● Signs of Distress or Aggression: The warning signs of a distressed cat include hissing and growling sounds, dilated eyes, a puffed-up tail, and swiping. If you see this, do not corner the cat or attempt to capture or hand-feed her.

● Evasion: If the cat is extremely skittish and always disappears to avoid human contact, she’s likely a feral cat.

 ● Cat Collar: Is the cat wearing a collar? If so, she is (or was) someone’s pet. She may be comfortable if you approach her and may even approach you first. Use the information on her collar to contact the owner.

● Friendly With No Collar: A cat who acts friendly and allows a human to pet her, but doesn’t have a collar, still might be someone’s pet. Proceed with caution and continue watching out for signs of aggression.

● Pregnancy or Kittens: Is the cat obviously pregnant, or does she have kittens with her? Or is the cat in question a kitten? If so, it increases the likelihood that she’s feral.

How to Help Stray or Feral Cats

You must approach unknown cats with a healthy degree of caution, but once you identify them, what can you do to help them? Read these tips to learn the ins and outs of taking a cat in yourself, contacting a stray’s owner, or bringing a cat to the local shelter.

Do Not Try to Tame Feral Cats

If you encounter a feral cat or a feral cat colony, do not try to take one home with you. Feral cats are not equipped to live inside with humans. If you’re interested in helping feral cats, contact your local shelter to find out if there is a Trap-Neuter-Release (TNR) program nearby. Do not simply trap a feral cat and drop her off at the shelter.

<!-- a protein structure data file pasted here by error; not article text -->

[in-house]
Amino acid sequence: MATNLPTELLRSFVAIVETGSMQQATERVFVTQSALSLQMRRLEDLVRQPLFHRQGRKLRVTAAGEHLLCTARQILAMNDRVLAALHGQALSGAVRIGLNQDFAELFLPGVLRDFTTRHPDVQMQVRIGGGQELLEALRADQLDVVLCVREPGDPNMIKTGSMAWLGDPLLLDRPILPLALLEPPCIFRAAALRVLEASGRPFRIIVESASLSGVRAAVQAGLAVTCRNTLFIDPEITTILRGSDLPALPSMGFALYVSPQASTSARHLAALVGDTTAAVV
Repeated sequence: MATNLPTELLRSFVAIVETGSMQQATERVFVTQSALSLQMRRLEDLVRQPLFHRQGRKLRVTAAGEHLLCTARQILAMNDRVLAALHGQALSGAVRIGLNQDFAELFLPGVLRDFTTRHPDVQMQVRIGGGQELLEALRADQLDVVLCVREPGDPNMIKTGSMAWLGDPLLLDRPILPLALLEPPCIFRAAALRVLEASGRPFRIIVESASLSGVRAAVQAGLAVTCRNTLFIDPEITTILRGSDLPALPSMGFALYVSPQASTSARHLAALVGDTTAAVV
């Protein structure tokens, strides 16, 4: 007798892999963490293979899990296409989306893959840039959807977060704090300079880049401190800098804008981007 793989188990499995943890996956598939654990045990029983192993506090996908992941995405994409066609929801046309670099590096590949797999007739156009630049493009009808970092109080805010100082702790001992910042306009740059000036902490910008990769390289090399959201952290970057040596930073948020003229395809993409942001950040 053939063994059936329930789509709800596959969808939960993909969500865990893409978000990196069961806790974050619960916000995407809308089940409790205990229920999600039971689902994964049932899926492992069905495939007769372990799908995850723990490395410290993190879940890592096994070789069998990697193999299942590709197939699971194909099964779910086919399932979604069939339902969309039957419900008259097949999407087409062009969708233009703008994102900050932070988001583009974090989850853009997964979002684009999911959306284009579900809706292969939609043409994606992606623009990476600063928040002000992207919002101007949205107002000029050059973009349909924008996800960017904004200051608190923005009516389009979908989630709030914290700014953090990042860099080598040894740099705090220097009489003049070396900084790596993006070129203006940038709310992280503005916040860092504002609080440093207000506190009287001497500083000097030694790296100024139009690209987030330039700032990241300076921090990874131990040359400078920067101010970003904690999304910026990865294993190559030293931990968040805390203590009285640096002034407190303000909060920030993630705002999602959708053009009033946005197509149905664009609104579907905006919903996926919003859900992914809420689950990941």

Use the TNR Approach for Feral Cats

If your local animal clinic has a TNR program in place, consider taking part in it to help your local feral cat population. Use a humane box trap with food inside to safely catch a feral cat and deliver the cat to the shelter to be spayed or neutered. Return the cat safely to its original outdoor location. The Humane Society and several other animal protection organizations agree that it’s a good practice to help control the cat population, bettering the lives of feral cats and people near them.

Check a Friendly Cat’s Collar 

Recently lost kitties are more likely to approach you and let you pet them. If they’re wearing a collar, use the chance to snag the owner’s information. Note that the collar tag might have a QR code to scan for it. If the cat has a collar with no tag, contact your local animal rescue organization or vet to check for a microchip.

Rehome Unchipped, No-Collar Strays

If you’re dealing with a friendly stray, but she’s not microchipped and does not have a cat collar, consider finding a new home for her. Contact a local cat rescue organization to find out if they have a foster program.


If you’re dealing with a friendly stray, but she’s not microchipped and does not have a cat collar, consider finding a new home for her. Contact a local cat rescue organization to find out if they have a foster program.